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Judge: Prison system 'violated public trust'

An "appalled" state judge said Thursday that Florida’s prison system "blatantly violated the public trust" by secretly negotiating with a new firm to provide for inmates’ mental health. Leon County Circuit Judge Frank Sheffield said the actions by the Department of Corrections were "at best, offensive, and at worst, illegal" in its secret dealings with Correctional Medical Services of St. Louis. Sheffield's full seven-page opinion is here.

But the judge denied the request by the current contractor, MHM Correctional Services, for a temporary injunction to block award of a five-year contract to CMS through a 120-day purchase order starting July 1. The judge said MHM still has legal remedies because it has a bid protest pending before a state hearing officer, and that further legal delays "would cause confusion (and) disorder."

Attorney General Bill McCollum, whose office defended the prison system's conduct, had no immediate comment. A spokeswoman for Corrections Secretary Walt McNeil said the agency had not yet seen Sheffield’s order.

Sheffield was elected to the circuit bench. Ironically, the candidate he defeated, Lisa Raleigh, was the assistant attorney general representing the prison system in the case. At a hearing last week, Sheffield raised that issue, and Raleigh said she did not think it presented a conflict of interest.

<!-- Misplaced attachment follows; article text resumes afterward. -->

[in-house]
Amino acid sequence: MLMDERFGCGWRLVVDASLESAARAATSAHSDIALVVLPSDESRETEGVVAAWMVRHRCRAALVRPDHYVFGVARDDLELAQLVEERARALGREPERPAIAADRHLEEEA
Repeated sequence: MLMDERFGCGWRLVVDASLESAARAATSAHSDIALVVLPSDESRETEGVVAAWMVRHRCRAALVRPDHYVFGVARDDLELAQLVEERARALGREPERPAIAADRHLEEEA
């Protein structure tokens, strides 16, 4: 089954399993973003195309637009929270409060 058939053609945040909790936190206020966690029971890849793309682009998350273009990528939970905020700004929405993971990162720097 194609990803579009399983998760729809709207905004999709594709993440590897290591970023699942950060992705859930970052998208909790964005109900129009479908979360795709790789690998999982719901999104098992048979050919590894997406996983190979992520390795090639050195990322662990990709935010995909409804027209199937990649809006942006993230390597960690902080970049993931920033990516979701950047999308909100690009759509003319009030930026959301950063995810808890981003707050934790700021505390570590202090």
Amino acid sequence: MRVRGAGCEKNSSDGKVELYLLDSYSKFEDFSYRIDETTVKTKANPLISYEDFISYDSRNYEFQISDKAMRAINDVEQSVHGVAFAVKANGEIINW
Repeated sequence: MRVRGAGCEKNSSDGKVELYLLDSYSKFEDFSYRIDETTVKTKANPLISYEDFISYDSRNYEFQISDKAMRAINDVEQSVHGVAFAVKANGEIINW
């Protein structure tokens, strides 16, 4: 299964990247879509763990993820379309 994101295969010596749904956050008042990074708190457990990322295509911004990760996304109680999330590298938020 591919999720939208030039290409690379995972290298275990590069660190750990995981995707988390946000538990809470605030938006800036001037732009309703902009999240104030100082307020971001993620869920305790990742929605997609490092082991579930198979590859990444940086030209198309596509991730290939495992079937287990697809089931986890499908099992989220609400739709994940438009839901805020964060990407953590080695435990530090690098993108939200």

"The people lost today due to the worst abuse of power inaginable," MHM attorney Chris Kise said. "The department engaged in secret negotiations, blatant violations of th epublic trust and unsonscionable practices, then hid behind the very laws designed to protect the people. A truly sad day for justice." Kise served as a top legal advisor to Charlie Crist as governor and attorney general. 

UPDATE: CMS issued a statement that said denial of the injunction "will allow the state and CMS to continue to move forward to deliver quality mental healthcare services for inmate patients." The company added that "the negotiation process the state has used is specifically allowed by Florida law and will save the state $1.7 million in the first year alone compared to what MHM has been charging the state for the same services."

-- Steve Bousquet